If you work in Geographic Information Systems or are pursuing a GIS degree or profession, you’re no doubt technologically savvy.
And while it may seem odd to those who manage technology for a living, many individuals seek to avoid our society-wide dependency on technology. The truth is: Technology is so integrated into our society that in the near future, someone who is unable to use a computer will be considered as illiterate as an individual who cannot read a book.
With that said, the technological world is forever changing. And if you’re not willing to change with it, learning new software and playing with new hardware systems, you might get left behind.
The same can be said for the GIS industry. It’s important to not pigeonhole yourself to one type of software or frame of thinking. “Similar to contemporary culture, technology is always dynamic in nature. This vitality has gained momentum with increased software and hardware capabilities,” says American Sentinel University Professor Gabriel Schmidbauer. “GIS is similar to other technical fields that rely on several tool sets to solve various research problems. And like the IT industry, many of these tool sets are open source in nature.”
[event tag=gis]Finding the Plugins and Widgets for Tomorrow
A recommended book for exploring open source GIS software for your desktop is Desktop GIS: Mapping the Planet with Open Source Tools. The book educates readers on open source technologies for building maps. These include gvSIG 1.0, GRASS GIS 6.4, Capaware rc1 0.1, SAGA-GIS v. 2.0.3, Whitebox GAT 1.0.2, GRASS GIS, SAGA GIS, Quantum GIS, MapWindow GIS, ILIS, uDig and several others. Using and becoming familiar with the many software options available is a great way to keep your skills sharp and flexible for the next software hitting the market.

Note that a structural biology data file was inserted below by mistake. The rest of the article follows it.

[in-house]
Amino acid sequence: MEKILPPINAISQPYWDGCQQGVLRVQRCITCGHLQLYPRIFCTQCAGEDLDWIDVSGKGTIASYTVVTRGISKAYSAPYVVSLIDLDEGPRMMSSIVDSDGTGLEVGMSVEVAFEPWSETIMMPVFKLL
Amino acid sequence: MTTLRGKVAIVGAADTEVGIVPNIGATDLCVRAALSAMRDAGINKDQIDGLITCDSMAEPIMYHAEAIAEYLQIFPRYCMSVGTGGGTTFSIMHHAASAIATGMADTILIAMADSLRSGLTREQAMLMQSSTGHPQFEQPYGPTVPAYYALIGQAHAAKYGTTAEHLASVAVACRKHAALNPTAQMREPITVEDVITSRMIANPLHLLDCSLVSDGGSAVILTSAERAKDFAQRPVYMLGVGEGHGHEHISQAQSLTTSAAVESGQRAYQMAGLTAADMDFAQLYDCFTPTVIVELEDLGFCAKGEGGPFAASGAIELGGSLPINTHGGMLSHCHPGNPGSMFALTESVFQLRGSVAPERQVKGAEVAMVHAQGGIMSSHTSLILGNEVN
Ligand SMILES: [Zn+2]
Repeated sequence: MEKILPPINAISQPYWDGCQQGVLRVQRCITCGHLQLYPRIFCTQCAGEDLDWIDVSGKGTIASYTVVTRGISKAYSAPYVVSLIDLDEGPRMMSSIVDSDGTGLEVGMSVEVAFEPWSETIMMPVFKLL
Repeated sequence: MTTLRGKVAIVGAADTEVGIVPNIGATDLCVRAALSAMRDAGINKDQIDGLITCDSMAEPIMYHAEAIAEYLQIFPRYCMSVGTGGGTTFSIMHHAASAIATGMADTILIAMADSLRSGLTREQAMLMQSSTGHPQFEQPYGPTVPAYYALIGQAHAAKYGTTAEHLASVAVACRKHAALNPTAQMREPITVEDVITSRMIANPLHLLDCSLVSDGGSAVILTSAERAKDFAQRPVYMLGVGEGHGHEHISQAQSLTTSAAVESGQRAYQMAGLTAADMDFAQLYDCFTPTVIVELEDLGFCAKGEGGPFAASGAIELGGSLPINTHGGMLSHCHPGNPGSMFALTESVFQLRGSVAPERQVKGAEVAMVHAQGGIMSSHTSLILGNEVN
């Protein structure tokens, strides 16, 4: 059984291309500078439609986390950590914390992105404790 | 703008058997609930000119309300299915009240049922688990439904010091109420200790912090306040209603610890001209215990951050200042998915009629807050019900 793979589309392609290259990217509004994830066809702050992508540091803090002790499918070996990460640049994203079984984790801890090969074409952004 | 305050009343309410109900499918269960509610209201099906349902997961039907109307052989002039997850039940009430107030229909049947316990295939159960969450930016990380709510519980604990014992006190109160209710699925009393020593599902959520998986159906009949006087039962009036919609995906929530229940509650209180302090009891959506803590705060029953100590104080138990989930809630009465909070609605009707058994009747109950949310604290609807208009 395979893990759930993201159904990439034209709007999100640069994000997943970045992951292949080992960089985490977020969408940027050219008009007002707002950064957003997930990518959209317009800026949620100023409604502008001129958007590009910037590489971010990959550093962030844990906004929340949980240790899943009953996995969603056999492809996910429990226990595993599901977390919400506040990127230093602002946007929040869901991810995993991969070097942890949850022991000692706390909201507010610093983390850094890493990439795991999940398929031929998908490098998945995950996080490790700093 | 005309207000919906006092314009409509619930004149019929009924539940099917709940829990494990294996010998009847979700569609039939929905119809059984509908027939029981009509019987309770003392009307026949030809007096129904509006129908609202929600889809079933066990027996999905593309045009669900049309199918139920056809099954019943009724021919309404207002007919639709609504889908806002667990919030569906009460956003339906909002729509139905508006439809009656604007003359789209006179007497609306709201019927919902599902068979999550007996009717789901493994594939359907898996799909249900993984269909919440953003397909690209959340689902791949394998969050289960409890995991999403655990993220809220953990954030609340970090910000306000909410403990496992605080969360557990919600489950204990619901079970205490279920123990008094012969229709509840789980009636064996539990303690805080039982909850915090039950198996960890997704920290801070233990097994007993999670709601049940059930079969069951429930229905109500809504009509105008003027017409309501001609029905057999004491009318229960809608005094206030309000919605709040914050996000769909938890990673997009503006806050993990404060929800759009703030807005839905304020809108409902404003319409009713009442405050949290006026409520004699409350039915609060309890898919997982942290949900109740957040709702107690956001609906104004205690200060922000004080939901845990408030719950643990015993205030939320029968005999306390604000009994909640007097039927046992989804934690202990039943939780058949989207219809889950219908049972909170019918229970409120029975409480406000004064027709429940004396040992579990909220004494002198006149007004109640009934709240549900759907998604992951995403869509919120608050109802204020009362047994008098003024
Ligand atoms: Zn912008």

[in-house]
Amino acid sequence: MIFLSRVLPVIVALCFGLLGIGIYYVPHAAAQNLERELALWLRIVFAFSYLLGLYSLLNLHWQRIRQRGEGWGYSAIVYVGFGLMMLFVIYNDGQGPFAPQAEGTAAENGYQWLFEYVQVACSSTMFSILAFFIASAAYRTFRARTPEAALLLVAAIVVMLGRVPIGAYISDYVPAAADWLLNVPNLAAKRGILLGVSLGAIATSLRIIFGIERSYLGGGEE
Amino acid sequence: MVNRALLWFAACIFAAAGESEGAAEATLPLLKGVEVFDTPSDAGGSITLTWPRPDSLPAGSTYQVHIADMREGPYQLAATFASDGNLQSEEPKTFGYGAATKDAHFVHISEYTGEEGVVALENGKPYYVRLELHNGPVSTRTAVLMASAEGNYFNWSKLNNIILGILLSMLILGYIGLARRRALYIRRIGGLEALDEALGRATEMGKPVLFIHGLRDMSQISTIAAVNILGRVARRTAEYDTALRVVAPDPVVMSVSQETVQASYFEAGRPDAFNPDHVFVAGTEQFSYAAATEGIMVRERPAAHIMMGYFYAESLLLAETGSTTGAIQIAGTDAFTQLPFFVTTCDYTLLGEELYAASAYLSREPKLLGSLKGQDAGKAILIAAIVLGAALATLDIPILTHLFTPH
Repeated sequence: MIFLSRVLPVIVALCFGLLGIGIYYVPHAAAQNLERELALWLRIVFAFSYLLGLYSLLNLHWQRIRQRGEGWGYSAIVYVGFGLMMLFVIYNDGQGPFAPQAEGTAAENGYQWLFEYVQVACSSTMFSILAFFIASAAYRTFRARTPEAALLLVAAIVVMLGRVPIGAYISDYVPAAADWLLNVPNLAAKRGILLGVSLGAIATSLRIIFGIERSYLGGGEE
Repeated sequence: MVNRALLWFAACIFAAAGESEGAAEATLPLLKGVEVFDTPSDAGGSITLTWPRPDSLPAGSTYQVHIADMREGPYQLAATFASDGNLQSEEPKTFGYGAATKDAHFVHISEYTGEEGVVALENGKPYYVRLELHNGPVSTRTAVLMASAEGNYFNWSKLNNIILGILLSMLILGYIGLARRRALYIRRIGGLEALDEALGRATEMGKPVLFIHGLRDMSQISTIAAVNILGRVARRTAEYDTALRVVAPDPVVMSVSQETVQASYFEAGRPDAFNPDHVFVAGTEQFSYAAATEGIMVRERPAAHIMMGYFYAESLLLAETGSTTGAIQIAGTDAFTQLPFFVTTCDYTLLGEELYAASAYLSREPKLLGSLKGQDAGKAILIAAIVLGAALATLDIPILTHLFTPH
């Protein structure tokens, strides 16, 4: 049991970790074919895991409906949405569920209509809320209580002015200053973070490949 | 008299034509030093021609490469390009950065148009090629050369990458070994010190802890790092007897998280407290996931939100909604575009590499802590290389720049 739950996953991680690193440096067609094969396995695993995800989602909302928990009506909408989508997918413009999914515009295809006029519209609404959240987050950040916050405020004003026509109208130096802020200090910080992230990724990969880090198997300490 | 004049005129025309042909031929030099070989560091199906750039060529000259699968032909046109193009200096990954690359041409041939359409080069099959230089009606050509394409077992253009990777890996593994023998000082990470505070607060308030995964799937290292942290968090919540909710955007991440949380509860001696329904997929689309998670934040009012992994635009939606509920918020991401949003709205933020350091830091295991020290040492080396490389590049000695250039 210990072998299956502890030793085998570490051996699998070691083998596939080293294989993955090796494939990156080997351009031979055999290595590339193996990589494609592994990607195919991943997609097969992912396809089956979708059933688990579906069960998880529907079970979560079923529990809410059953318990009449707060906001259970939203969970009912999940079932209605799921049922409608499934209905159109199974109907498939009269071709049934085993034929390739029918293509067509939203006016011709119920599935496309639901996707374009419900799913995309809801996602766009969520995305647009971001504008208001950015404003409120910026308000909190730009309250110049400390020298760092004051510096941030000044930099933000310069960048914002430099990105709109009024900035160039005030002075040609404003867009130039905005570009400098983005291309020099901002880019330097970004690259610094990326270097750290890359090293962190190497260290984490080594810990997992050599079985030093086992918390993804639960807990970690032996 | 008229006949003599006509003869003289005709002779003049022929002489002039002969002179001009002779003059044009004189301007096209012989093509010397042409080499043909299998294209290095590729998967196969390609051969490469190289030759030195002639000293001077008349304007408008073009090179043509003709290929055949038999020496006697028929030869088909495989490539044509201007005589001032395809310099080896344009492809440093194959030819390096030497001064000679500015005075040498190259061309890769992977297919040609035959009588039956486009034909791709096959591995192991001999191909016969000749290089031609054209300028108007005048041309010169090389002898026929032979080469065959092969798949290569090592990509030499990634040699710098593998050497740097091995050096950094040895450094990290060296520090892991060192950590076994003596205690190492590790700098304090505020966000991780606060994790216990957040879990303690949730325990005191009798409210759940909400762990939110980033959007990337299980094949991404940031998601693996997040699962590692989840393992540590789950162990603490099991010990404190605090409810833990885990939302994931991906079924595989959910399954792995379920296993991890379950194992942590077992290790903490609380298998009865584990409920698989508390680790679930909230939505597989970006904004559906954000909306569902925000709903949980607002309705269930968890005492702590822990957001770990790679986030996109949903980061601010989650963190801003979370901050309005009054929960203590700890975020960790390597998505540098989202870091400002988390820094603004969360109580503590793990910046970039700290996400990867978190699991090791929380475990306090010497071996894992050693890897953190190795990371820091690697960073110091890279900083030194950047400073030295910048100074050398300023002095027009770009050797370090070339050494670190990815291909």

For example, GRASS GIS (Geographical Resources Analysis Support System) is a free, open source system that handles raster, topological vector, image processing and graphic data. It is one of the few software applications that presents the user with a UNIX shell and uses a new graphical user interface called wxGUI.
While it’s not quite at the level of Windows, wsGUI is an example of how changes in GIS software can impact the whole industry. The interface can be used in GRASS or more complex UNIX systems. It comes with a Georectifier, graphical modeler, layer manager, map calculator and a 3D mode. This free tool may be the future or may just be the first step toward more free 3D tools that lead to something greater.
From the WebMap Server Mapnik, a C++/Python library for rendering used by OpenStreetMap, to PostGIS, spatial extensions for the open source PostgreSQL, to the ever-steady ArcGIS, there are many tools available for the GIS professional.
So the next time your “software updates available” note pops up on your desktop, make sure you click “update.” You don’t want to be a generation behind.
This is the third of a three-part series